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The Homans Sign is the term used for the test used by nurses to indicate the possibility of a DVT or Deep Vein Thrombosis development in one of the deep veins of a patients leg.
In order to preform this test, place your hand under the patients knee having them relax their leg, then simply flex the patient foot toward their head. If the patient reports no pain, this would be a "Negitive Homans" result. BUT, if the patient reports pain when the foot is flexed toward the head this would be considered a "Positive Homans" result, at which time the Physician needs to be called immediately. The Physician will more than likely order a Doppler Ultra Sound of the patient's leg to rule out the presence of a DVT. Until a DVT has been ruled out, or the patient is cleared by the Physician, keep the patient on strict bedrest. If not the DVT may become dislodged causing a whole lot more problems than you or the patient want to have.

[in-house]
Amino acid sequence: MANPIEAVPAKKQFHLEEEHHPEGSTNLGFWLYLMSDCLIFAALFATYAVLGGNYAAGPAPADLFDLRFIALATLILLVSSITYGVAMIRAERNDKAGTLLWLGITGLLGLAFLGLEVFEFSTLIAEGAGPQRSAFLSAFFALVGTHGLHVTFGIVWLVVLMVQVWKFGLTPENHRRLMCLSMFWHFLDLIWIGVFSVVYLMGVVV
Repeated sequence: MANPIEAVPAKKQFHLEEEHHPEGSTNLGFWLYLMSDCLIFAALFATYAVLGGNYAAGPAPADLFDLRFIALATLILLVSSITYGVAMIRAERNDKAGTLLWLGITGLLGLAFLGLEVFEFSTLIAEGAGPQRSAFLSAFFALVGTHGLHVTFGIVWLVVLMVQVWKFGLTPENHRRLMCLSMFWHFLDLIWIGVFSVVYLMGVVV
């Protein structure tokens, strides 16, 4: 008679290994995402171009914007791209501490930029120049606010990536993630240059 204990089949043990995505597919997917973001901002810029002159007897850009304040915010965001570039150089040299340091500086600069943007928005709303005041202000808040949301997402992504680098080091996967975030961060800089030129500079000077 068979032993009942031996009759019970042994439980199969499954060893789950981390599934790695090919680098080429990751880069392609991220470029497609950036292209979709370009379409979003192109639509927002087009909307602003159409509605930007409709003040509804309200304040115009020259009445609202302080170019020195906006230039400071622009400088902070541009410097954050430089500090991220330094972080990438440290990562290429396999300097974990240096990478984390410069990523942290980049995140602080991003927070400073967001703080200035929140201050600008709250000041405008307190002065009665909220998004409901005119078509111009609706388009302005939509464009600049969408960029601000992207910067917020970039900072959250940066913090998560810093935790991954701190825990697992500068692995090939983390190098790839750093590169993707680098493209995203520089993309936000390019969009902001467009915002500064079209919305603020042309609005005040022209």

Good post Dan. If positive Homan's sign, nurse should check bilateral pulses, note foot/ankle for edema or discoloration too. Make sure these findings are charted in case you are not present when physician makes rounds, returns call, or next shift has come on.
As unreliable as this test might be, which I agree it probably is, I will still virge on the better safe than sorry side of the road, this test is better than no test at all. If my patient were to expess pain when the foot is flexed toward the head, I would just as soon find out that it was a false positive result if you will than to have not done it and had the die of a PE because I didn't do it in the first place.